MU organization to host prelaw diversity conference
The Black Pre-Law Student Association will host a diversity conference March 9 in hopes of diversifying the legal community.
Feb. 20, 2019
MU students Tyler Brumfield and Kaitlyn Sawyer returned from a conference at Harvard Law School with a goal in mind.
After attending the 2017 and 2018 National Black Pre-Law Conference, Brumfield and Sawyer — both members of MU’s Black Pre-Law Student Association — hoped to establish a statewide conference devoted to increasing diversity in prelaw programs.
On March 9, the BPLSA will host the first Missouri Pre-Law Diversity Conference at MU School of Law, completing what Sawyer and Brumfield sought to create after being influenced by the national conferences.
The conference will feature appearances and speeches from Magistrate Judge Willie Epps Jr. and Evangeline Mitchell, who founded the National Black Pre-Law Conference, Brumfield said.
Brumfield, the BPLSA’s president, said the preparations for the conference included a high level of fundraising. However, he noticed an eagerness from on- and off-campus groups to support the project.
“Since there's such a need for the diversification of the legal education system, all of our sponsors and people that we spoke to, they've been very open to the idea and receptive to having a conference here,” Brumfield said.
The event has received funding from groups such as MU’s Division of Inclusion, Diversity and Equity, the Missouri Students Association and MU’s History Department, Sawyer said.
Sawyer, BPLSA’s treasurer, said the organization was inspired to establish a statewide diversity conference at MU due to underrepresentation of black people involved in law.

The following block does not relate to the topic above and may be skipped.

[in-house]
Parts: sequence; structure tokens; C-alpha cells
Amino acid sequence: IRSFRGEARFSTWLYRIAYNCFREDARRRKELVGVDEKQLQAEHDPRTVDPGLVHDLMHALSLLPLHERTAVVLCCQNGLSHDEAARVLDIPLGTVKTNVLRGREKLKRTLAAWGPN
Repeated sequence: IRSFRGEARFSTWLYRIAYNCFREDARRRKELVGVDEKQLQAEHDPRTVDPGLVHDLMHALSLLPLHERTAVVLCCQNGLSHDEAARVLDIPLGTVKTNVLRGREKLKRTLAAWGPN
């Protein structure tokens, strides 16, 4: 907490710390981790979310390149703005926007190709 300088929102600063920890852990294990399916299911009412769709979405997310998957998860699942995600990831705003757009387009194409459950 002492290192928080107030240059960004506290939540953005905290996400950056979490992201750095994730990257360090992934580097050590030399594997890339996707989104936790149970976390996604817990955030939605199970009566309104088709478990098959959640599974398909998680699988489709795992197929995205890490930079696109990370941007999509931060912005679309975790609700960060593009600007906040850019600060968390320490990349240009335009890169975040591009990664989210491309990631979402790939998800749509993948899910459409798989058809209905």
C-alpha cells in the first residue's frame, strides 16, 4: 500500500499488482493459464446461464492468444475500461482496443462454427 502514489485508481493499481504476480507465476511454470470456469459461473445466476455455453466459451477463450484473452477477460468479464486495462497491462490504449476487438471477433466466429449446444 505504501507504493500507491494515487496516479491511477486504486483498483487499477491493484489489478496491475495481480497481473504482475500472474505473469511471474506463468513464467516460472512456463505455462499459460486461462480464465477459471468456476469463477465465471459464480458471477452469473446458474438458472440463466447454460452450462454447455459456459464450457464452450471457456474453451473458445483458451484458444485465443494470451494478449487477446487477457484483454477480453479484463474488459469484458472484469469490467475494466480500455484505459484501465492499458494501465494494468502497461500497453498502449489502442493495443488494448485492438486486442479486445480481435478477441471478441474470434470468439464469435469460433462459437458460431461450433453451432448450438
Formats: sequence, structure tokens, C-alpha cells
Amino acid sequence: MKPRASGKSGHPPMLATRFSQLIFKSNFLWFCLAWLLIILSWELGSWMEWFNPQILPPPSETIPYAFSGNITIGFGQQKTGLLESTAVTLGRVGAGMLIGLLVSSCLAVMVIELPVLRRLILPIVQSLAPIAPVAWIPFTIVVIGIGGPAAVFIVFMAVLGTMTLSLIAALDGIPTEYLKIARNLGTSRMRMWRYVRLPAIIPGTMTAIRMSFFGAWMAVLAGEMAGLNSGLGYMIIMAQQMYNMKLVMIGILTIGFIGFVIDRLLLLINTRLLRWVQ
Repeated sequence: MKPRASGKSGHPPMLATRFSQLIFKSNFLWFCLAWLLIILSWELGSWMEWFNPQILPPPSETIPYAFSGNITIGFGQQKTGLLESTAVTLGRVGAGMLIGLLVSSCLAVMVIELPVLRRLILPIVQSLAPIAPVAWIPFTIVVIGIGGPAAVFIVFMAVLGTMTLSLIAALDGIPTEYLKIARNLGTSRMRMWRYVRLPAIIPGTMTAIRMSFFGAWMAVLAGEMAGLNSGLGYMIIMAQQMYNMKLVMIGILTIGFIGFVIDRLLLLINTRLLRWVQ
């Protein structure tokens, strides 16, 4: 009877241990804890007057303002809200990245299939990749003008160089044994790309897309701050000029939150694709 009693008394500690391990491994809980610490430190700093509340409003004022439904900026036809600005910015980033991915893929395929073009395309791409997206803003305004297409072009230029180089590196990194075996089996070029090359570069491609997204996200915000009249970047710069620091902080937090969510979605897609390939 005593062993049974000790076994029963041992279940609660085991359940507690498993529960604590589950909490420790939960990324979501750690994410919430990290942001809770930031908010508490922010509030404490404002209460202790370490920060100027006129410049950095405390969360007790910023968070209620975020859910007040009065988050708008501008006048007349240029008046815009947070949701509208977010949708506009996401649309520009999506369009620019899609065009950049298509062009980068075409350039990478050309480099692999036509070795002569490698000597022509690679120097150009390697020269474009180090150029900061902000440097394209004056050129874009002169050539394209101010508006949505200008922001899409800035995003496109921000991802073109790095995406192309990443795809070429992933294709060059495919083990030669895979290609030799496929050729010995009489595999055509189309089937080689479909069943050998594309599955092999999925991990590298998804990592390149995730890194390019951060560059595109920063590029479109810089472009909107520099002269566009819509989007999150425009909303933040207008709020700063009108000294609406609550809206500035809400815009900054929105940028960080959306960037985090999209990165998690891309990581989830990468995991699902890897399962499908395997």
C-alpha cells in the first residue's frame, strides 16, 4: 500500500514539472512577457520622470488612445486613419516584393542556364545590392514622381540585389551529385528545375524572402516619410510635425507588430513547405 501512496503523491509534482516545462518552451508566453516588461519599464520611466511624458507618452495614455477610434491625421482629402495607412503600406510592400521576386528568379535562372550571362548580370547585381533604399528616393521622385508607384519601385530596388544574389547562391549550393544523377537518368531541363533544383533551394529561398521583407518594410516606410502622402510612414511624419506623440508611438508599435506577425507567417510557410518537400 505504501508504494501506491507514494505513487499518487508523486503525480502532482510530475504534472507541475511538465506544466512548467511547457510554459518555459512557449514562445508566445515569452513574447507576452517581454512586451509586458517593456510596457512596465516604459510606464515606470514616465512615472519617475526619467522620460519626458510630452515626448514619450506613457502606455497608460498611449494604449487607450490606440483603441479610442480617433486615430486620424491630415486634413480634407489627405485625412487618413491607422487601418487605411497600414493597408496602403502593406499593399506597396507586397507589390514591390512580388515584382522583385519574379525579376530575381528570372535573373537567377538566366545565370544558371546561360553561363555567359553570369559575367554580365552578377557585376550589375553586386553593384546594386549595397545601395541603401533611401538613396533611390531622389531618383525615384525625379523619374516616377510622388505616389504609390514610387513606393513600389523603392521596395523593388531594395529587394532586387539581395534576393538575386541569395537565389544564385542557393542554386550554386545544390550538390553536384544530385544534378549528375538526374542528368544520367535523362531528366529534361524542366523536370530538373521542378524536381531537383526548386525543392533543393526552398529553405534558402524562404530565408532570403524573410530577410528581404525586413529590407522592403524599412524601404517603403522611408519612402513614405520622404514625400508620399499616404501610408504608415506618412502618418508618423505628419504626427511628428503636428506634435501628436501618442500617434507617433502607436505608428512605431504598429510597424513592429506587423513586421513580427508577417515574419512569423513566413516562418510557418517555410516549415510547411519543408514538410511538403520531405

“There is a great need for African-American lawyers in the legal profession,” Sawyer said. “That’s our emboldening factor for us, to have some type of conference or some type of network for students of diverse backgrounds.”
As of 2017, 5 percent of lawyers in the American Bar Association identified as black, according to the association’s lawyer population survey.
Brumfield said the BPLSA expects 150 to 200 students to attend the conference. He also said that students can attend independently or with a Missouri school’s prelaw organization.
While the event will feature keynote speakers, Brumfield said there will be workshops and networking opportunities for conference attendees.
Brumfield also said representatives from law programs, such as Washington University and Ohio State University, will meet with attendees and provide application fee waivers at a law fair during the conference.
Sawyer said she believes the support of on- and off-campus groups represents a larger push for more black law students and lawyers.
“Although we might see rhetoric on this campus or nationally, that diversity may not be an issue,” Sawyer said. “There's people who are committed to the cause and there are people who want to help students who are very ambitious.”
Brumfield said he takes pride in the fact that the conference’s inaugural event will take place at MU.
“It's just really interesting just to see all that come together and culminate into one space,” Brumfield said. “I’m glad that space is here at the university.”
Edited by Stephi Smith | email@example.com